A potyvirus polymerase interacts with the viral coat protein and VPg in yeast cells

Yiling Hong, Konstantin Levay, John F. Murphy, Patricia G. Klein, John G. Shaw, Arthur G. Hunt

Research output: Contribution to journalArticlepeer-review

79 Scopus citations

Abstract

The two-hybrid system was used to test for pairwise interactions between the tobacco vein mottling virus (TVMV)-encoded RNA-dependent RNA polymerase (or NIb protein) and two other TVMV-encoded proteins: the NIa protein, which consists of genome-linked protein (VPg) and proteinase domains, and the viral coat protein (CP). Using this approach, we find that the NIb protein interacts with both the NIa protein and the CP in yeast cells. Moreover, we find that a mutation in the conserved CDD domain of the NIb protein diminishes the NIb-CP interaction but not the NIb-NIa interaction. Likewise, mutations in the vicinity of the NIa protein to which the genomic RNA is covalently attached eliminate the NIb-NIa interaction. We conclude that the NIb protein interacts with the VPg domain of the NIa protein and that this interaction requires a functional RNA attachment site. This interaction may be important for the initiation of viral RNA synthesis in infected cells. We also conclude that the CP interacts with the NIb in a manner that is sensitive in changes in the highly conserved CDD motif. The role of this interaction in the functioning of the NIb protein or the CP is unclear, but may involve regulation of viral RNA synthesis in infected cells.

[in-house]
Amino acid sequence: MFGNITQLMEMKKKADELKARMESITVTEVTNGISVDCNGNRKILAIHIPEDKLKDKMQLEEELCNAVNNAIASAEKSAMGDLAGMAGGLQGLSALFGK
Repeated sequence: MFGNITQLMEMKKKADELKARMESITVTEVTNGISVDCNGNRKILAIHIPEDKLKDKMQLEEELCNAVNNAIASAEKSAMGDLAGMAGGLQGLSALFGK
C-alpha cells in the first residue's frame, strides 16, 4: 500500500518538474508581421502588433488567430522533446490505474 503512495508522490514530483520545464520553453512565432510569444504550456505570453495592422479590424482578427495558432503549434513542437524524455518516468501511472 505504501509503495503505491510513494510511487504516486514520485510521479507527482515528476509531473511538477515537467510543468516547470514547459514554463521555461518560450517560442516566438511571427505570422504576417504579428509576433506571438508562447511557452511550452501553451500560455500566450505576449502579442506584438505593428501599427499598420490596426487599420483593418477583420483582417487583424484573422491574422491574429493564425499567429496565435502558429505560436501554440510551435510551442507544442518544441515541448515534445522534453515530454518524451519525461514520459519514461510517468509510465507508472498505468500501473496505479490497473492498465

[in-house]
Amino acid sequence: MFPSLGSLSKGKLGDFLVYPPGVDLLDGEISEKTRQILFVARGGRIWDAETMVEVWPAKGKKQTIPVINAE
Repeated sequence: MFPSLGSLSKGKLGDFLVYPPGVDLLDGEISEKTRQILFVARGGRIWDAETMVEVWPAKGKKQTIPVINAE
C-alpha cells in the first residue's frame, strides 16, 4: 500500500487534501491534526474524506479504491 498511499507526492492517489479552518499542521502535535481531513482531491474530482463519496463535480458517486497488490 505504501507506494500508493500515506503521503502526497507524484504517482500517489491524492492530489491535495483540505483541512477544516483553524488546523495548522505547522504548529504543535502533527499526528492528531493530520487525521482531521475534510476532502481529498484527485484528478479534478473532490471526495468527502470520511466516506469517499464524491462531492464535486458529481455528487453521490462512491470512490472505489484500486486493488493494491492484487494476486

Original languageEnglish
Article number79944
Pages (from-to)159-166
Number of pages8
JournalVirology
Volume214
Issue number1
DOIs
StatePublished - Dec 1 1995

Bibliographical note

Funding Information:
We are grateful to Herman Edskes and Brian Rymond for guidance in setting up the two-hybrid system, Tom Pirone for helpful suggestions, and Yan Huang for the pGAD2F:NIa plasmid. We thank Carol Von Lanken for excellent technical assistance. This work was supported by USDA NRI Grant 90-37262-5519.

ASJC Scopus subject areas

  • Virology

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